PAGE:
Intellectual property rights will allow you to protect the brand that you have developed for your business, inventions that you or your business creates and the goodwill that your business has generated. Goodwill can often be priceless; it is essentially the association of quality goods and services with a brand name - which can be your business name.
Every business, be it small and local or large and international, should be taking advantage of these rights - some of which can arise without the need for registration.
You should be considering the following rights in your business:
Copyright: this right arises automatically and protects original works, including entrepreneurial works, which are recorded in some way. The work need not have any artistic merit; something as simple as a brochure describing business services can be protected by copyright as long as it is original. Copyright can be used to stop the unauthorised copying of work for a period of up to 70 years. For businesses that use original, written documents or pictures/images, copyright is an indispensable right.
Trademarks and passing off: these rights protect marks that distinguish a business' goods and services from those of others - essentially, a 'brand name'. Trademarks must be registered but after registration, can last in perpetuity. Passing off claims can be used to protect unregistered marks. As long as the name or brand is known to potential customers and the use of a similar mark has caused confusion causing damage to the business, an action for passing off will succeed.
Design rights: the novel and individual character of the visual appearance of a product or part of a product can be protected by both registered and unregistered design rights. These rights can last for up to 25 years.
Patents: inventions can be few and far between and are often not easy, or cheap, to come by. It is prudent to take all the necessary patent-registration steps as swiftly as possible to ensure that the idea is kept for the benefit of the inventor. Patents grant a 20 year monopoly to the inventor and are available for inventions that are new and involve an inventive step.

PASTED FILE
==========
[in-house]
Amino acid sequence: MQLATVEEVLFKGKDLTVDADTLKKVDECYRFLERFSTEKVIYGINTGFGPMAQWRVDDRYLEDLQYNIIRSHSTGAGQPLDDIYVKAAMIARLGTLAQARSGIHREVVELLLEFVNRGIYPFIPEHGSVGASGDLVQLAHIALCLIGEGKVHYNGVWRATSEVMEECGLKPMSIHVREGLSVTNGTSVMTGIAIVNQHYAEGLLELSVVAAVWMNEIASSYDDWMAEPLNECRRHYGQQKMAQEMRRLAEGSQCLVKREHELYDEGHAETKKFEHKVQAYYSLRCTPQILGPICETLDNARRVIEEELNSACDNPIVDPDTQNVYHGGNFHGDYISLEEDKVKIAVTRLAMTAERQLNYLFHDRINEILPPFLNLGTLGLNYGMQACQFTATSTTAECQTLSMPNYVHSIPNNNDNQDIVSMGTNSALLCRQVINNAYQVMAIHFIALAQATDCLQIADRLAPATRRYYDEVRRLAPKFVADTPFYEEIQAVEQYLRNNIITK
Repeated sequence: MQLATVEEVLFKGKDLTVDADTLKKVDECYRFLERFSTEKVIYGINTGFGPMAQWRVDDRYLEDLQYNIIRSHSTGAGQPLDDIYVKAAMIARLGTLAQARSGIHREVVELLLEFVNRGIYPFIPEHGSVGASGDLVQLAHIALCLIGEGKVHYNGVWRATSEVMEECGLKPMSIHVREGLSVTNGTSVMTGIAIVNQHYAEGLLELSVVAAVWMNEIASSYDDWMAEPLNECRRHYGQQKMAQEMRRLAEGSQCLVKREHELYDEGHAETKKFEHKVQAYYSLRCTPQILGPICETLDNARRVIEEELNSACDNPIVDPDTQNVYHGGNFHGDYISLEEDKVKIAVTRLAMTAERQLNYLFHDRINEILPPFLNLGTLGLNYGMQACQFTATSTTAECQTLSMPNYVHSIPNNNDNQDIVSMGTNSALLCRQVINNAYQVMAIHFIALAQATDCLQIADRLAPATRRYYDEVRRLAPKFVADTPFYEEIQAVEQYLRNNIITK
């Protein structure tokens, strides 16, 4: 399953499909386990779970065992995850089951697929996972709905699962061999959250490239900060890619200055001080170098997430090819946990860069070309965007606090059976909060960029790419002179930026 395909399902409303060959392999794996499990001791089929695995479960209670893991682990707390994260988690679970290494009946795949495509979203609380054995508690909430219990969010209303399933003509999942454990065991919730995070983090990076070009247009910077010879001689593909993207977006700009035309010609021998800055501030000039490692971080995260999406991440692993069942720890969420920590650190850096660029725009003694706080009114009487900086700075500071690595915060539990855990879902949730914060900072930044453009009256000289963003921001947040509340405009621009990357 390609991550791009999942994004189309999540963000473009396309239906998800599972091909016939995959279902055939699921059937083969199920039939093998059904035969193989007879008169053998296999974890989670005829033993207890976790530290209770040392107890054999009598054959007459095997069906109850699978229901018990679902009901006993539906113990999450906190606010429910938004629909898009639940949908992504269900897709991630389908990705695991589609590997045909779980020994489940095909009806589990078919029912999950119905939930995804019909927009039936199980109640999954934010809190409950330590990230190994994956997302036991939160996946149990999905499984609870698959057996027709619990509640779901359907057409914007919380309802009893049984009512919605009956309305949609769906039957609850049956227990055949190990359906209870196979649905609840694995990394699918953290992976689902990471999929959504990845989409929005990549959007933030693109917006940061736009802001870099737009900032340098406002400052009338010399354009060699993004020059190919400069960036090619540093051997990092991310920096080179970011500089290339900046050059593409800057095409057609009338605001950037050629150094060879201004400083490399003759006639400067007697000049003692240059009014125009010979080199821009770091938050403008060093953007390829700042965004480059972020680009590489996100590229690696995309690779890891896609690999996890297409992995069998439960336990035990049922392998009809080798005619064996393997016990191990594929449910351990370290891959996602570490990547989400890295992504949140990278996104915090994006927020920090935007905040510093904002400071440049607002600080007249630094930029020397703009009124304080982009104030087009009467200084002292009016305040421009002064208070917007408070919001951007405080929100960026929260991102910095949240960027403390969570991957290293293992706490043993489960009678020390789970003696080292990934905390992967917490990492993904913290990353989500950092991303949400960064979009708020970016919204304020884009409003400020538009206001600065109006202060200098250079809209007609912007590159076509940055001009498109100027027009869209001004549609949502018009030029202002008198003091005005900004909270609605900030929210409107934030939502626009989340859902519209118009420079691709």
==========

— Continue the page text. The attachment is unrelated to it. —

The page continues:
Confidential information: this is not protected by intellectual property rights in the classic sense but can sometimes be the most important and valuable asset to a business. As long as the information remains a secret, the right arises automatically. It also protects information that has been disclosed in circumstances that impose obligations of confidence and can stop ex-employees from disclosing information without authorisation.
Valuable assets like brand and goodwill are vital components for commercial success. They should be made a business priority; Greenaway Scott can help you identify what rights you and your business have and take the steps needed to ensure you are protected.
The information contained in this article is for information purposes only and is not intended to constitute legal advice. If you require further information, our commercial team would be more than happy to assist you. Please contact us at email@example.com or call us on 029 2009 5500 to speak to one of our team